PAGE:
Clearly I wrote about flooding too soon this year. Last night, my sons called me to the driveway to look up at the sky. It was awash in clouds; high cirrus behind monstrous — but still white — cumulonimbus, their rapid swelling and blossoming revealed and backlit by the setting sun. To the north, a slit of clear sky was still visible against the horizon. Wisps of cloud, mere suggestions of tornados, reached toward the earth. The day had been stifling, the air choked with humidity and heat, and we could still feel that latent energy as a small breeze began to stir. It was beautiful, but not frightening.
An hour later, the street had turned into a large creek, and hail the size of dimes and playing marbles lined the driveway. A constant stream of ice and rain fell from the clouds, which continued to settle and grow over us. My raised garden filled with muddy water, and the peonies bowed their heads against the onslaught. Since our house is built on the high ground in the neighborhood, the boys and I could watch the churning storm in relative safety, our only danger the slippery floors created by the hail and rain driven through open doors, but the streets of Frederick city overflowed, roads closed, and buildings flooded. Our phones constantly sounded with alarms and warnings. My oldest, who has always loved extreme weather (in kindergarten, he told his teacher he wanted to be a storm chaser, and all he wanted for Christmas were books and videos and posters of tornadoes), begged to be allowed to ride his bike to the river. Our faces must have spoken volumes, because he gave up the argument much more quickly than usual.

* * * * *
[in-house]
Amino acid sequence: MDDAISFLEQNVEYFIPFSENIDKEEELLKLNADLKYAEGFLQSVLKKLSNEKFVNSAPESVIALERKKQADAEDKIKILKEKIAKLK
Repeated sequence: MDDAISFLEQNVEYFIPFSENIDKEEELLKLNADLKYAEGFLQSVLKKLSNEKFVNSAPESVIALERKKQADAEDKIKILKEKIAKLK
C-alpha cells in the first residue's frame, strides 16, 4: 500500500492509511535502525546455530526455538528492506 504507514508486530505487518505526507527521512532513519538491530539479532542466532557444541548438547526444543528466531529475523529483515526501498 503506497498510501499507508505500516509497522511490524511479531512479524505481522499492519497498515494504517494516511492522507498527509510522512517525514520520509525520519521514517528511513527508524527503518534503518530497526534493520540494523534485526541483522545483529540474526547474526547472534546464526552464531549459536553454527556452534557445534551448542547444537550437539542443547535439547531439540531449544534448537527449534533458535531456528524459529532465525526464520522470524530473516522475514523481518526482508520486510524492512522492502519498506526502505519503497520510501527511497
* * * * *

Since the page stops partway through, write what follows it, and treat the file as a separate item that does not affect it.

This morning, he woke up early to check out the river, and I followed behind him shortly after. The sidewalks were scattered with leaves and frail limbs and branches, and the paved paths along the river required rubber boots and waders in spots. The informal dirt paths had turned into small streams in some places and disappeared entirely into the river in others.
Worms writhed in the puddles, and tadpoles found temporary sidewalk homes in the overflowing waters of the vernal ponds. I hope that they’ll find their way home on their own, but the forecast suggests they may not need to for some time. Rain, rain, and more thunder and rain is expected for the rest of the week.
But I wait. And wonder. Always wonder.